Elizabeth Arden, Inc. (NASDAQ:RDEN)
Q2 2016 Earnings Conference Call
February 04, 2016 04:30 PM ET
Allison Malkin - ICR
Scott Beattie - Chairman and CEO
Rod Little - EVP and CFO
Marcey Becker - SVP of Finance
Joe Lachky - Wells Fargo Securities
Jason Gere - KeyBanc Capital Markets
Linda Bolton Weiser - B. Riley & Co.
William Reuter - Bank of America
Carla Casella - JPMorgan
Kevin Zeese - Citigroup
Grant Jordan - Wells Fargo
Greetings and welcome to the Elizabeth Arden Second Quarter Fiscal 2016 earnings conference call. At this time all participants are in a listen-only mode. A brief question-and-answer session will follow the formal presentation. [Operator Instructions] As a reminder, this conference is being recorded.
It is now my pleasure to introduce your host, Ms. Allison Malkin of ICR. Thank you, Ms. Malkin, you may begin.
Good afternoon. Thank you for joining us. Before we begin, I'd like to remind you that some of the comments made on this call, as these are prepared remarks or in response to your questions, may contain forward-looking statements that are made pursuant to the Safe Harbor Provision of the Securities Litigation Reform Act of 1995. Such information is subject to risks and uncertainties that could cause actual results to differ materially from the statements as described in the press release and in Elizabeth Arden's most recent annual report on Form 10K filed with the SEC. If non-GAAP financial information is provided on this call, a reconciliation of the non-GAAP information to the most comparable GAAP financial measure is available in our press release.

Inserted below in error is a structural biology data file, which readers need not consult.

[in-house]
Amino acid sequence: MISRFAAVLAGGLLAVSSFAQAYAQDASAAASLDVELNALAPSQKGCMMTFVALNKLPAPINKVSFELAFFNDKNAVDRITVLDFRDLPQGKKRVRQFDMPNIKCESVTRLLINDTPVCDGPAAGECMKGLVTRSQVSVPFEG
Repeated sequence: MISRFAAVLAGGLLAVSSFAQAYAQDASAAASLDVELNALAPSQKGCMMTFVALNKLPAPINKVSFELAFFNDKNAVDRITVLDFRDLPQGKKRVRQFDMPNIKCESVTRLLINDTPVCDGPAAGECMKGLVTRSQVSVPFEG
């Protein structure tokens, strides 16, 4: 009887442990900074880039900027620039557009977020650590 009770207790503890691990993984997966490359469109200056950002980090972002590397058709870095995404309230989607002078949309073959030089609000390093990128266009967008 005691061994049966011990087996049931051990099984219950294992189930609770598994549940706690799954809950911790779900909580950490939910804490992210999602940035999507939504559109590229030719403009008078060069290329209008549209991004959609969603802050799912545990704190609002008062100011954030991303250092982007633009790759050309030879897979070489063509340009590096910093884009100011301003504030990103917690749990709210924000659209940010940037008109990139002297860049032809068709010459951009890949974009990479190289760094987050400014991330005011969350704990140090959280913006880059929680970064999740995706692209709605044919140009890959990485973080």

I would now like to turn the call over to Scott Beattie, Chairman and CEO of Elizabeth Arden. Scott, please go ahead.
Thank you, operator, and welcome, everyone, to our fiscal '16 second-quarter conference call. Joining me today are Rod Little, our Executive Vice President and Chief Financial Officer and Marcey Becker our Senior Vice President of Finance.
In terms of the agenda today, I will provide a brief overview of our Q2 and year-to-date business performance and the key priorities driving our fiscal '16 and forward business plans. I will then introduce Rod Little, our CFO, who will provide a more detailed review of our operating performance, financial metrics, as well as a detailed update of our performance against our key strategic priorities.